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    The clinical, structural, and biological features of neovaginas: a comparison of the Frank and the McIndoe techniques. Hayashida Sylvia A,Soares José Maria,Costa Elaine M F,da Fonseca Angela M,Maciel Gustavo A R,Mendonça Berenice B,Baracat Edmund C European journal of obstetrics, gynecology, and reproductive biology OBJECTIVE:To compare two methods of neovagina construction, the Frank and McIndoe techniques, in terms of structural and biological aspects. STUDY DESIGN:A total of 55 subjects were included in this retrospective study: 43 underwent the Frank technique (FT) and 12 underwent the McIndoe technique (MT). A clinical evaluation and a comparison of the structural (color, shine, presence of hair, and histology) and biological (bacteriological, pH, and hormonal determinations) features were performed. Statistical analysis was performed using the Fisher and Mann-Whitney tests. RESULTS:The time to achieve a functional neovagina using the FT was longer than when using the MT (9.8±5.3 versus 5.8±2.9 months) (p=0.01). The neovaginal wall of the MT skin grafts was more rigid and drier, and it did not exhibit a shine in the way that the FT skin grafts did. The lining of the cavity formed by the FT in all subjects was similar to that of vaginal mucosa, whereas the lining formed by the MT persisted as a skin graft in 83.3% of the cases. The pH was lower for the FT (p<0.01), and Döderlein bacilli were present in 90% of the FT neovaginas but absent from the MT neovaginas. In the latter, flora with anaerobic bacteria was present. Hormonal cytology showed estrogen activity in 100% of the FT neovaginas, but there was no such activity in the MT neovaginas. CONCLUSIONS:Our data suggest that the FT may be clinically, structurally, and biologically superior to the MT for the creation of neovaginas and is also less costly. 10.1016/j.ejogrb.2014.12.025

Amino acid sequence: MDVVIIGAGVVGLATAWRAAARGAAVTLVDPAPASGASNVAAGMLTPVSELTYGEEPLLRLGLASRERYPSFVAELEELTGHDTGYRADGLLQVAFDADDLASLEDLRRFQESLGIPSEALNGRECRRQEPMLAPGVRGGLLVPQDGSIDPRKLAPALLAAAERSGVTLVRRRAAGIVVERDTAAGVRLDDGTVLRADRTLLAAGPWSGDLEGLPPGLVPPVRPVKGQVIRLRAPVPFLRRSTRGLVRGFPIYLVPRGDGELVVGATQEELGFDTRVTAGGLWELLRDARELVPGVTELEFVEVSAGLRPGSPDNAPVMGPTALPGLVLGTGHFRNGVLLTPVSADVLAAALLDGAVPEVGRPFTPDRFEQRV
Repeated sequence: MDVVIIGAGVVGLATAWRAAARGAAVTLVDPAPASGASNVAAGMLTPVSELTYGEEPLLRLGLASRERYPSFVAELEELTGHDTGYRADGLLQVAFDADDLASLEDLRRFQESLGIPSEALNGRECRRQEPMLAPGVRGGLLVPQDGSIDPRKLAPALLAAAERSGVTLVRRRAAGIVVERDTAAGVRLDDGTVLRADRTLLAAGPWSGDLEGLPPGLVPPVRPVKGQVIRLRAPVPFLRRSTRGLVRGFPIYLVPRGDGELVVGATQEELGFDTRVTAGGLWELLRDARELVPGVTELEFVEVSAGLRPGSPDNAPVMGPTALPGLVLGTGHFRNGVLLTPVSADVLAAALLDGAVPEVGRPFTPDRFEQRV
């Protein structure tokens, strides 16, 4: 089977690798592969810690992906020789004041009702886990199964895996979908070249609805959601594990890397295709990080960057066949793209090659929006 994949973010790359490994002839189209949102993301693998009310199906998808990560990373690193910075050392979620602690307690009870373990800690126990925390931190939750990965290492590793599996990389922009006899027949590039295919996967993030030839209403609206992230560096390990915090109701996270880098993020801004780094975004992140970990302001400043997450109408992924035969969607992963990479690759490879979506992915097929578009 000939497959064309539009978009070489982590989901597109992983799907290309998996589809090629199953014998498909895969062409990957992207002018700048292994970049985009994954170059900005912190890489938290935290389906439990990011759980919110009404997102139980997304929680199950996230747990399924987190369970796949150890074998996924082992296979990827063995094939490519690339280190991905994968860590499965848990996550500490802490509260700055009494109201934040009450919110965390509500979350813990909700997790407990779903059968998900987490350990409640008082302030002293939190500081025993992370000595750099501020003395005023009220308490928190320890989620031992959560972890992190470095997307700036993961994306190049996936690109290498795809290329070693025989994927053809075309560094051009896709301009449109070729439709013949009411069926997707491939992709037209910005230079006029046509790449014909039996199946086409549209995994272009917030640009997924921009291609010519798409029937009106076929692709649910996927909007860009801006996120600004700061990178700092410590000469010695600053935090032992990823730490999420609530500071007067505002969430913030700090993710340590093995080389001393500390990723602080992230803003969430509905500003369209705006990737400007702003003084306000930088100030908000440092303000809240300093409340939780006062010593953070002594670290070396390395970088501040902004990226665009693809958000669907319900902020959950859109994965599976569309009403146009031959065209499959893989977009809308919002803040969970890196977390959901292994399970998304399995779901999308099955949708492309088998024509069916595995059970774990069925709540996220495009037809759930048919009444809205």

Fecal Microbiota Transplantation: A Potential Tool for Treatment of Human Female Reproductive Tract Diseases. Quaranta Gianluca,Sanguinetti Maurizio,Masucci Luca Frontiers in immunology The gastro-intestinal tract is an extensive organ involved in several activities, with a crucial role in immunity. Billions of commensal and transient microorganisms, known as the gut microbiota, and potential pathogens, which are constantly stimulating intestinal immunity, colonize the intestinal epithelial surface. The gut microbiota may be regarded as analogous to a solid organ with multiple different functions. In the last decade, many studies have demonstrated that intestinal bacteria can be a decisive factor in the health-disease balance of the intestine, and they can also be responsible for illnesses in other locations. For this reason, fecal microbiota transplantation (FMT) represents an important therapeutic option for infections and hold promise for different clinical conditions, such as multiple sclerosis, autism, obesity, and other systemic diseases. FMT consists of the infusion of a fecal suspension from a healthy donor to a recipient in order to restore gut flora alterations. Similar to the gut, the female reproductive tract is an example of a very complex biological ecosystem. Recent studies indicate a possible relationship between the gut and female tract microbiota, associating specific intestinal bacteria patterns with genital female diseases, such as polycystic ovary syndrome (PCOS), endometriosis and bacterial vaginosis (BV). FMT could represent a potential innovative treatment option in this field. 10.3389/fimmu.2019.02653